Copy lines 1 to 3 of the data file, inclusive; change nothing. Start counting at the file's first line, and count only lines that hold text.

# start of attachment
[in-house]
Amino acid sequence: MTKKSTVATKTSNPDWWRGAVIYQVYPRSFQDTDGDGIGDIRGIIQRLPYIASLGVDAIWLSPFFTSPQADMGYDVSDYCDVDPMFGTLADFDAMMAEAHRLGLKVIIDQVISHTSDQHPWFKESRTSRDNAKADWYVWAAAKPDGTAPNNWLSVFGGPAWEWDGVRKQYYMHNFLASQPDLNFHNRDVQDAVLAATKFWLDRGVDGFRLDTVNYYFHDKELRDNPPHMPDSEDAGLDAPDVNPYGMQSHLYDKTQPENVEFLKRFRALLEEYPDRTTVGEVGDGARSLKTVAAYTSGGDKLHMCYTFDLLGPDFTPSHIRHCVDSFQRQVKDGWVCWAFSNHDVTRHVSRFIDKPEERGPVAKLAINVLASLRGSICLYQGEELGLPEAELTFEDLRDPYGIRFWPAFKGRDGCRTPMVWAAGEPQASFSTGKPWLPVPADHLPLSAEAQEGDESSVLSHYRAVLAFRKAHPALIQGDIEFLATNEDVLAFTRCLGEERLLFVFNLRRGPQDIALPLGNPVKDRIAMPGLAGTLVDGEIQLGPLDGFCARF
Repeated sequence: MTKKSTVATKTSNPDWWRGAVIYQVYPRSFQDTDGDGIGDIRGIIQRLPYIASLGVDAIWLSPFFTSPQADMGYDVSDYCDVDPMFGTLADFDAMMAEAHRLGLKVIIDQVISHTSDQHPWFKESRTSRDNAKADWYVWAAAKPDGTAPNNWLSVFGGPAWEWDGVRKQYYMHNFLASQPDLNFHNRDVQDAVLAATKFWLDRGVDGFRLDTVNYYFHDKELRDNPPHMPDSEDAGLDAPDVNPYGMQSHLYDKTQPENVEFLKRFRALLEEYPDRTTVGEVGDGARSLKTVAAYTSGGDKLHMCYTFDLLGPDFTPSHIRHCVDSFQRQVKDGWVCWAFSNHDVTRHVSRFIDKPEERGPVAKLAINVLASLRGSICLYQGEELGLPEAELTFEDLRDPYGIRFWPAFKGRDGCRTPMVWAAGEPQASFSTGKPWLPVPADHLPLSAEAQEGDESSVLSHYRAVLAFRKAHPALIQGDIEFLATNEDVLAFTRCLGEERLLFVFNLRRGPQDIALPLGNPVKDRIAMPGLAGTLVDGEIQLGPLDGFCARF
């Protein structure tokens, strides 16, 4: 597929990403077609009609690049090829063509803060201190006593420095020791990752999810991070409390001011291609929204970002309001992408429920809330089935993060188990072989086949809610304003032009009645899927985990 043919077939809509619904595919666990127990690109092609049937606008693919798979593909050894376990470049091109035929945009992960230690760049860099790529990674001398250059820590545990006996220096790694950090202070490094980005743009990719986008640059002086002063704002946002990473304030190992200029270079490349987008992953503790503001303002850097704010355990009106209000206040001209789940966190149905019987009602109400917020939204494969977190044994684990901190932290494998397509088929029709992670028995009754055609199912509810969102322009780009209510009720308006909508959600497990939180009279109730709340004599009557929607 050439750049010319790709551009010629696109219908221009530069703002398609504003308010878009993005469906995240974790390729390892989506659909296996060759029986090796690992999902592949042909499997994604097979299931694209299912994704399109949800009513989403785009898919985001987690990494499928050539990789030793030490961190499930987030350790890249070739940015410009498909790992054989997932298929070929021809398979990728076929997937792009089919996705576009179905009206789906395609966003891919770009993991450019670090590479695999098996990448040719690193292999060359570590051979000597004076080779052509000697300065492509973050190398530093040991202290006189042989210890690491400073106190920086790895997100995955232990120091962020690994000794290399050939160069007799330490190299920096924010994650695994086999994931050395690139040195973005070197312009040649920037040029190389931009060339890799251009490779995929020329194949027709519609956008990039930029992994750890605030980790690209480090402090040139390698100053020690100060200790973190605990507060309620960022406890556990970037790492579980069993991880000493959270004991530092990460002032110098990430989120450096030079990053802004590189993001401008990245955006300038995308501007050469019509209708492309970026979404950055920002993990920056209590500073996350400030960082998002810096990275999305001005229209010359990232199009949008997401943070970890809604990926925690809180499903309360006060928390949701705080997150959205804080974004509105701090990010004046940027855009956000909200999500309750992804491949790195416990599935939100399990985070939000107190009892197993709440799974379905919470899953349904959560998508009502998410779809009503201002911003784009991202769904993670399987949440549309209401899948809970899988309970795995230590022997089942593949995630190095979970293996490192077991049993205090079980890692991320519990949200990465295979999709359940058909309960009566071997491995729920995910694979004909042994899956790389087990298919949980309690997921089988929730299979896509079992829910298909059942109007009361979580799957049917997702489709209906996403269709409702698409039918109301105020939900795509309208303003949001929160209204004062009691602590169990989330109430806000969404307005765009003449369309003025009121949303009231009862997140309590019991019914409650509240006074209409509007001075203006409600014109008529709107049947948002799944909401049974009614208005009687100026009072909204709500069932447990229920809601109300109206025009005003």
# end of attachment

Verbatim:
[in-house]
Amino acid sequence: MTKKSTVATKTSNPDWWRGAVIYQVYPRSFQDTDGDGIGDIRGIIQRLPYIASLGVDAIWLSPFFTSPQADMGYDVSDYCDVDPMFGTLADFDAMMAEAHRLGLKVIIDQVISHTSDQHPWFKESRTSRDNAKADWYVWAAAKPDGTAPNNWLSVFGGPAWEWDGVRKQYYMHNFLASQPDLNFHNRDVQDAVLAATKFWLDRGVDGFRLDTVNYYFHDKELRDNPPHMPDSEDAGLDAPDVNPYGMQSHLYDKTQPENVEFLKRFRALLEEYPDRTTVGEVGDGARSLKTVAAYTSGGDKLHMCYTFDLLGPDFTPSHIRHCVDSFQRQVKDGWVCWAFSNHDVTRHVSRFIDKPEERGPVAKLAINVLASLRGSICLYQGEELGLPEAELTFEDLRDPYGIRFWPAFKGRDGCRTPMVWAAGEPQASFSTGKPWLPVPADHLPLSAEAQEGDESSVLSHYRAVLAFRKAHPALIQGDIEFLATNEDVLAFTRCLGEERLLFVFNLRRGPQDIALPLGNPVKDRIAMPGLAGTLVDGEIQLGPLDGFCARF
Repeated sequence: MTKKSTVATKTSNPDWWRGAVIYQVYPRSFQDTDGDGIGDIRGIIQRLPYIASLGVDAIWLSPFFTSPQADMGYDVSDYCDVDPMFGTLADFDAMMAEAHRLGLKVIIDQVISHTSDQHPWFKESRTSRDNAKADWYVWAAAKPDGTAPNNWLSVFGGPAWEWDGVRKQYYMHNFLASQPDLNFHNRDVQDAVLAATKFWLDRGVDGFRLDTVNYYFHDKELRDNPPHMPDSEDAGLDAPDVNPYGMQSHLYDKTQPENVEFLKRFRALLEEYPDRTTVGEVGDGARSLKTVAAYTSGGDKLHMCYTFDLLGPDFTPSHIRHCVDSFQRQVKDGWVCWAFSNHDVTRHVSRFIDKPEERGPVAKLAINVLASLRGSICLYQGEELGLPEAELTFEDLRDPYGIRFWPAFKGRDGCRTPMVWAAGEPQASFSTGKPWLPVPADHLPLSAEAQEGDESSVLSHYRAVLAFRKAHPALIQGDIEFLATNEDVLAFTRCLGEERLLFVFNLRRGPQDIALPLGNPVKDRIAMPGLAGTLVDGEIQLGPLDGFCARF